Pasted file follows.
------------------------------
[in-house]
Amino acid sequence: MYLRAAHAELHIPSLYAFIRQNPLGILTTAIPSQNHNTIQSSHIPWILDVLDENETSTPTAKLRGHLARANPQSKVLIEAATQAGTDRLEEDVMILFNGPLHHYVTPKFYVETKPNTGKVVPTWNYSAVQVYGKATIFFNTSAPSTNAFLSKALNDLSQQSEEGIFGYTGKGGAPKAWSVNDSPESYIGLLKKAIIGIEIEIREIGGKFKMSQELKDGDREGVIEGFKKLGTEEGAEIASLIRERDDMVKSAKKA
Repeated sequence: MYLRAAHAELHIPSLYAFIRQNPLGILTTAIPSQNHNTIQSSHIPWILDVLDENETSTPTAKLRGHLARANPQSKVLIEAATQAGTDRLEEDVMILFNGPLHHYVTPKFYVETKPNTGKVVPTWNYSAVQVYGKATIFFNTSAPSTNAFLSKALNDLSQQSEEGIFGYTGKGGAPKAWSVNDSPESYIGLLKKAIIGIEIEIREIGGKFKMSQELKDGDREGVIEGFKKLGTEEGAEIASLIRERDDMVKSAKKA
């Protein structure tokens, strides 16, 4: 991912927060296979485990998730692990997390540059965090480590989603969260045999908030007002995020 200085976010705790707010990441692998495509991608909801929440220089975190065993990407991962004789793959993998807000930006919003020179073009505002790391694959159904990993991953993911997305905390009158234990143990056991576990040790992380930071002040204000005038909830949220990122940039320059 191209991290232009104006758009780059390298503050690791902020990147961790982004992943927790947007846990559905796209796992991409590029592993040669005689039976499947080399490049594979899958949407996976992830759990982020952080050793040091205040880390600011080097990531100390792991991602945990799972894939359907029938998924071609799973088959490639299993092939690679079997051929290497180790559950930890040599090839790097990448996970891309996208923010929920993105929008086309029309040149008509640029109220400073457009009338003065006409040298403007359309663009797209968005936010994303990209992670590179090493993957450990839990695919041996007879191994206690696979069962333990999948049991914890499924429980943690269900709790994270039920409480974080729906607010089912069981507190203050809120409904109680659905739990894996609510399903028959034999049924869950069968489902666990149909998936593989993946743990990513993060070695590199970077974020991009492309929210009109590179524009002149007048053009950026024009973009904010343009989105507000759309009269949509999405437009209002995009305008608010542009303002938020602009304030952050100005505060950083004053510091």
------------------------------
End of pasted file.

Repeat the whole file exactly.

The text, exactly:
[in-house]
Amino acid sequence: MYLRAAHAELHIPSLYAFIRQNPLGILTTAIPSQNHNTIQSSHIPWILDVLDENETSTPTAKLRGHLARANPQSKVLIEAATQAGTDRLEEDVMILFNGPLHHYVTPKFYVETKPNTGKVVPTWNYSAVQVYGKATIFFNTSAPSTNAFLSKALNDLSQQSEEGIFGYTGKGGAPKAWSVNDSPESYIGLLKKAIIGIEIEIREIGGKFKMSQELKDGDREGVIEGFKKLGTEEGAEIASLIRERDDMVKSAKKA
Repeated sequence: MYLRAAHAELHIPSLYAFIRQNPLGILTTAIPSQNHNTIQSSHIPWILDVLDENETSTPTAKLRGHLARANPQSKVLIEAATQAGTDRLEEDVMILFNGPLHHYVTPKFYVETKPNTGKVVPTWNYSAVQVYGKATIFFNTSAPSTNAFLSKALNDLSQQSEEGIFGYTGKGGAPKAWSVNDSPESYIGLLKKAIIGIEIEIREIGGKFKMSQELKDGDREGVIEGFKKLGTEEGAEIASLIRERDDMVKSAKKA
């Protein structure tokens, strides 16, 4: 991912927060296979485990998730692990997390540059965090480590989603969260045999908030007002995020 200085976010705790707010990441692998495509991608909801929440220089975190065993990407991962004789793959993998807000930006919003020179073009505002790391694959159904990993991953993911997305905390009158234990143990056991576990040790992380930071002040204000005038909830949220990122940039320059 191209991290232009104006758009780059390298503050690791902020990147961790982004992943927790947007846990559905796209796992991409590029592993040669005689039976499947080399490049594979899958949407996976992830759990982020952080050793040091205040880390600011080097990531100390792991991602945990799972894939359907029938998924071609799973088959490639299993092939690679079997051929290497180790559950930890040599090839790097990448996970891309996208923010929920993105929008086309029309040149008509640029109220400073457009009338003065006409040298403007359309663009797209968005936010994303990209992670590179090493993957450990839990695919041996007879191994206690696979069962333990999948049991914890499924429980943690269900709790994270039920409480974080729906607010089912069981507190203050809120409904109680659905739990894996609510399903028959034999049924869950069968489902666990149909998936593989993946743990990513993060070695590199970077974020991009492309929210009109590179524009002149007048053009950026024009973009904010343009989105507000759309009269949509999405437009209002995009305008608010542009303002938020602009304030952050100005505060950083004053510091």